During his 19th visit to a Roman parish since the beginning of his pontificate, Pope Francis described the ban on crèches in public places as “stupidity.”
When he can, about once a month, the Argentine pontiff visits a parish in Rome, the city of which he is the bishop. On April 7, 2019, he went to Monteverde Parish in San Giulio, in the western part of the Italian capital.
Meeting a group of faithful responsible for the living nativity scene of the parish, the Holy Father, wanting to chat, talked about an incident that took place, he said, “in 2017, in a very secular European country.”
A town official had decided to set up a crèche in his town hall: “He thought of the crib as a symbol that goes beyond religion, as a cultural symbol. And people were happy because they do not have this foolish way of thinking that since a country is secular, no one can set up crèches,” said the pope.
But, continues the successor of Peter, “the news came to the prefect of the region of this country, who got angry, because what the mayor had done was against the secular state.”
At the end of his speech, the Pope announced that a week dedicated to crèches would be set up this year. This initiative will be promoted by the Pontifical Council for the Promotion of the New Evangelization, with the objective “to encourage the setting up of a crèche at home or in the squares.”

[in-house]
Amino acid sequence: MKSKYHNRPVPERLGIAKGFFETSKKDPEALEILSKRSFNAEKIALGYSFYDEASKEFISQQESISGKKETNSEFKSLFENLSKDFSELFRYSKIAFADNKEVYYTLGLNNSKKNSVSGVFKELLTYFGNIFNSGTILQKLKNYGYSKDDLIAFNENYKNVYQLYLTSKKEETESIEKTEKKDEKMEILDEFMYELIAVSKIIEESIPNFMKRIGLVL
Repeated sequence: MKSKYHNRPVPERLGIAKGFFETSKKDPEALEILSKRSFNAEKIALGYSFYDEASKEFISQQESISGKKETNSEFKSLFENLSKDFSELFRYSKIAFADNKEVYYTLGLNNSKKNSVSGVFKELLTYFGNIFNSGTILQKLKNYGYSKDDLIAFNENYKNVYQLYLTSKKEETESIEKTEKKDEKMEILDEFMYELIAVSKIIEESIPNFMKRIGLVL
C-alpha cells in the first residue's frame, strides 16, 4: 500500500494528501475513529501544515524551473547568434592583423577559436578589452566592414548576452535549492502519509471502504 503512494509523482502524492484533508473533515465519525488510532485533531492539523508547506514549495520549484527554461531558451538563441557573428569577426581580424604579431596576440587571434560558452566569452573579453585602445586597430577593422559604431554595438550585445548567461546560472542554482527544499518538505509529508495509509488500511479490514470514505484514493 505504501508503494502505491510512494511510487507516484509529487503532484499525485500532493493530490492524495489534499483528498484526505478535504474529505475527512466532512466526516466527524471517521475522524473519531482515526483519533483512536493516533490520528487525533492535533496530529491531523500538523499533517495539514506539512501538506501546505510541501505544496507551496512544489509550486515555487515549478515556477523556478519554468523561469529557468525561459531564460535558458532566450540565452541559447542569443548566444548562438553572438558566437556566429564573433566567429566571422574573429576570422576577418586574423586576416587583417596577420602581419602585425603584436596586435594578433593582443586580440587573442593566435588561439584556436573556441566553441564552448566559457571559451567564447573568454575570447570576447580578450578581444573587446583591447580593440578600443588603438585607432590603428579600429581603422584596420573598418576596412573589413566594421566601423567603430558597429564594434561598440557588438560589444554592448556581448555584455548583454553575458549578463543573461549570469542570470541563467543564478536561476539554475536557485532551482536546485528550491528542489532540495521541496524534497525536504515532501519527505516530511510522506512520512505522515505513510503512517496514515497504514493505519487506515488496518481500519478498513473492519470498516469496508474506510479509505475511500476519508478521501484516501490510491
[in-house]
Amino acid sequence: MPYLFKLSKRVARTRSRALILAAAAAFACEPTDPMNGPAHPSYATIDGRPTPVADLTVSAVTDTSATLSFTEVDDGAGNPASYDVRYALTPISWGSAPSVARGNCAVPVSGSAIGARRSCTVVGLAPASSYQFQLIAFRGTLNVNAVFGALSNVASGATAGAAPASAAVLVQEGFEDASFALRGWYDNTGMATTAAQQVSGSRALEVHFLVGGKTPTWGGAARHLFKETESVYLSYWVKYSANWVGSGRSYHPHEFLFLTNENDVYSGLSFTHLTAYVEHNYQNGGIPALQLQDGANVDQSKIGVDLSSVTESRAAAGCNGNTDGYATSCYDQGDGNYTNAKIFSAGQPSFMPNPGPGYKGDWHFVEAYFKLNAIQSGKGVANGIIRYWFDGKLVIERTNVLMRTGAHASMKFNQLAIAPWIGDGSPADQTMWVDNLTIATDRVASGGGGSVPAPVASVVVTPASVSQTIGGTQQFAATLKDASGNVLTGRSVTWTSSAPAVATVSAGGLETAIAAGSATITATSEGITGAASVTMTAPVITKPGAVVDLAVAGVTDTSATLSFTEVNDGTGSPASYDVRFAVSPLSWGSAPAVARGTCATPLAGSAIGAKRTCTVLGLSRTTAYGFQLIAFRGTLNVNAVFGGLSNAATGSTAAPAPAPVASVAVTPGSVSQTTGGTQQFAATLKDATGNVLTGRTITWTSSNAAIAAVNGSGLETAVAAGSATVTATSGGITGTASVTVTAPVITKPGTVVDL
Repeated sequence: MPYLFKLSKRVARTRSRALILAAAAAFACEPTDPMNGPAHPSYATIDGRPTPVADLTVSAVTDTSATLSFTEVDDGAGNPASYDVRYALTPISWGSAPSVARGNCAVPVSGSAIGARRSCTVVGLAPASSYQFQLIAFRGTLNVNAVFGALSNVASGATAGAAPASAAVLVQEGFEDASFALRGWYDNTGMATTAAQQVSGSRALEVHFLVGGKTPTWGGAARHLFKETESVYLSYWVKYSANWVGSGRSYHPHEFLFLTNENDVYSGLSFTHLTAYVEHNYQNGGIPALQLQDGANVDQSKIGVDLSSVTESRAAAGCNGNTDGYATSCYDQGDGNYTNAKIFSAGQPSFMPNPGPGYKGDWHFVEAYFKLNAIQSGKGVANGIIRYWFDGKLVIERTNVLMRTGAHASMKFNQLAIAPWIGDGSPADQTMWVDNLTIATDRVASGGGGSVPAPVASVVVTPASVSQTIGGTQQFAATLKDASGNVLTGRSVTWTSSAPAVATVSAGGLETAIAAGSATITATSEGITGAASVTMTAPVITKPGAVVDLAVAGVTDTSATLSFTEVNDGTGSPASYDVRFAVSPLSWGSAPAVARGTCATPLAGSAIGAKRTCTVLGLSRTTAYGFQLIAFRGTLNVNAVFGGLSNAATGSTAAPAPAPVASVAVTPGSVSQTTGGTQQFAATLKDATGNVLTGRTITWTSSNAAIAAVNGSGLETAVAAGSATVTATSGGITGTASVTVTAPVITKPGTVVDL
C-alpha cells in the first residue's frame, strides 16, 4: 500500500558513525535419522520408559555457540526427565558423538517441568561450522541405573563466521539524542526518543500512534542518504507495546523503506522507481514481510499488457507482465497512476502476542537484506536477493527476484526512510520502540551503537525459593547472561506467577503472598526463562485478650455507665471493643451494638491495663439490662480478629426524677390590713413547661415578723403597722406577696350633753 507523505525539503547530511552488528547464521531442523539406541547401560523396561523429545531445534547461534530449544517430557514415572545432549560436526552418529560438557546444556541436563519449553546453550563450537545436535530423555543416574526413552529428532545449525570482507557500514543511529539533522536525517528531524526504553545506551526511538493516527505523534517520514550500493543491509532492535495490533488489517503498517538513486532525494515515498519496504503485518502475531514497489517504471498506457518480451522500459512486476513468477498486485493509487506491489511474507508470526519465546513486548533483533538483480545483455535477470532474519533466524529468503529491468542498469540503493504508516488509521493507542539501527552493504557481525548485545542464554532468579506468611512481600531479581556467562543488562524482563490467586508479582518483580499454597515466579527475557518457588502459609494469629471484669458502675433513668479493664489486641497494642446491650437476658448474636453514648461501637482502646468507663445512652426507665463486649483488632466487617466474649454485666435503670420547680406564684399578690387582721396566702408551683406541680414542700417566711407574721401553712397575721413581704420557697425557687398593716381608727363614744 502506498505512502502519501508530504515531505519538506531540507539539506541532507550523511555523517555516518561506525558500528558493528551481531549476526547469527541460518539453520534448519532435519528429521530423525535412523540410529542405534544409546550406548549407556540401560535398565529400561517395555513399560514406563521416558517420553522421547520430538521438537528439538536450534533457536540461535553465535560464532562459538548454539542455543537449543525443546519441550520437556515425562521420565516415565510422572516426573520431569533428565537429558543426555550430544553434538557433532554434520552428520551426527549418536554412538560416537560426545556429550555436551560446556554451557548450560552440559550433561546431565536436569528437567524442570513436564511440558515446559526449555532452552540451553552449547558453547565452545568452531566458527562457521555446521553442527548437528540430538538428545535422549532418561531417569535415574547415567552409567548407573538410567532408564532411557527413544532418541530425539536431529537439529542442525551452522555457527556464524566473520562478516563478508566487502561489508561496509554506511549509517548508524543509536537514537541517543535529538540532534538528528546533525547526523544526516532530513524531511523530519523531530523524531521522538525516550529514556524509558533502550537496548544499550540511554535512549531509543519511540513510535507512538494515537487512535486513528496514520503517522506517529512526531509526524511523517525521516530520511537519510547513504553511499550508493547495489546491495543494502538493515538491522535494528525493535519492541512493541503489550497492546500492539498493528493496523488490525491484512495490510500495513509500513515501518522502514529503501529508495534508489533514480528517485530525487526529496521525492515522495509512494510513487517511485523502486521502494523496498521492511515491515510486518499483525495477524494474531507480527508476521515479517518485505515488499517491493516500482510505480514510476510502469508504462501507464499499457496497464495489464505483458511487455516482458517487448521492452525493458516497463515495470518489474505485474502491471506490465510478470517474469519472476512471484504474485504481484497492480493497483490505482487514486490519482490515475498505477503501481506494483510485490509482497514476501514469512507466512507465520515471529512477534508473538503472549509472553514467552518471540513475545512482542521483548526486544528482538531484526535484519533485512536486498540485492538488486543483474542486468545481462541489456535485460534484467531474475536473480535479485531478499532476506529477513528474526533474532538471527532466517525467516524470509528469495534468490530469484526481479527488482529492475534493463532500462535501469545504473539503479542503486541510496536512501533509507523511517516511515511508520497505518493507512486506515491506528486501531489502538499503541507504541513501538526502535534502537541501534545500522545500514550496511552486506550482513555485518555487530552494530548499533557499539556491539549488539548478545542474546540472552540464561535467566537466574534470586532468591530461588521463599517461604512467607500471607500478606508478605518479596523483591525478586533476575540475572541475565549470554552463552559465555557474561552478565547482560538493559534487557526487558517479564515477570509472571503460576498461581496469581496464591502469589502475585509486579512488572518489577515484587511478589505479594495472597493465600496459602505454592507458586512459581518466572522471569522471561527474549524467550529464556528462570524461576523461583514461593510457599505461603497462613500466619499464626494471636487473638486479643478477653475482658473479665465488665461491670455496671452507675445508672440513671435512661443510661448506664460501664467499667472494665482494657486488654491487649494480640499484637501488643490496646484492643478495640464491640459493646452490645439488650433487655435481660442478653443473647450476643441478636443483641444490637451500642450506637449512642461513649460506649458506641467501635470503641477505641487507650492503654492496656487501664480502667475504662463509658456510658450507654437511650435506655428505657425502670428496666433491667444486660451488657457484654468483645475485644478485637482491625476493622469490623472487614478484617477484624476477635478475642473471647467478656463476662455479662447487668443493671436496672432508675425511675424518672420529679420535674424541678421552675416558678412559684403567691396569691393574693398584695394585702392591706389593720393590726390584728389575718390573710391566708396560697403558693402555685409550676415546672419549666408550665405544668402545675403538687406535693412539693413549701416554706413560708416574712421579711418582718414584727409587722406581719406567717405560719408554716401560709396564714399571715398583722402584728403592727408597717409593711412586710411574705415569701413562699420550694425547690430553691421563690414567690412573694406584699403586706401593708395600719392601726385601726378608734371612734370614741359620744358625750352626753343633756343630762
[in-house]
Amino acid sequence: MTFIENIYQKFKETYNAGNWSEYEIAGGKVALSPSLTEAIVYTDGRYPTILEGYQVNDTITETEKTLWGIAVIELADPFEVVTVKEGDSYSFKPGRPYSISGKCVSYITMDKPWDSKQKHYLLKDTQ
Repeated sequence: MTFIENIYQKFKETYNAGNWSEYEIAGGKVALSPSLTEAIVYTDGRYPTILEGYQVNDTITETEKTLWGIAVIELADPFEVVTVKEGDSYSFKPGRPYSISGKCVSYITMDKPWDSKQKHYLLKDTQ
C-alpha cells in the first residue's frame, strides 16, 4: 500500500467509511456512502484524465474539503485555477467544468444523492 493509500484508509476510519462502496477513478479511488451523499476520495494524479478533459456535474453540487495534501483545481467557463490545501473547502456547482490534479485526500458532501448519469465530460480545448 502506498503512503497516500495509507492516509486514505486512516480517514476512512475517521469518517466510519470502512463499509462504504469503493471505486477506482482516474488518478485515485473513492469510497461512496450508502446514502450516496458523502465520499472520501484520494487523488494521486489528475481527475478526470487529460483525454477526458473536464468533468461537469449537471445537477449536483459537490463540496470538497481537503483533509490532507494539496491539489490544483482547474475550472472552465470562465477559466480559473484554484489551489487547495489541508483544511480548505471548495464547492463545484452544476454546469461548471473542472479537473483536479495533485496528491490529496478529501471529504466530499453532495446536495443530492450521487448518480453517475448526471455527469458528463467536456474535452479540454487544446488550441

The debate about crèches in public places is particularly sensitive in France, to which the pope was referring without naming it, a country which, faced with the demands of a conquering Islam, has not stopped invoking secularism to reject any manifestation of religion in the public space.
Return to Saint Pius X
While Pope Francis is taking a stand at the cultural level to defend the presence of crèches or religious manifestations in the public space, Pope St. Pius X attacked the very ideology of secularism by judging it as primarily insulting to God and the true religion.
He denounced the errors and contradictions in his encyclical Vehementer Nos, February 11, 1906, which was a response to the 1905 law of separation, and the rupture of the concordat by the French Republic:
“Based, as it is, on the principle that the State must not recognize any religious cult, [secularism] firstly is guilty of a great injustice to God; for the Creator of man is also the founder of human societies, and keep them in their existence as He preserves us. We owe Him, therefore, not only a private cult, but a public and social worship to honor Him.”
“Besides, this thesis is an obvious negation of the supernatural order. It limits the action of the State to the pursuit of public prosperity during this life only, which is but the proximate object of political societies; and it occupies itself in no fashion (on the plea that this is foreign to it) with their ultimate object which is man's eternal happiness after this short life shall have run its course.”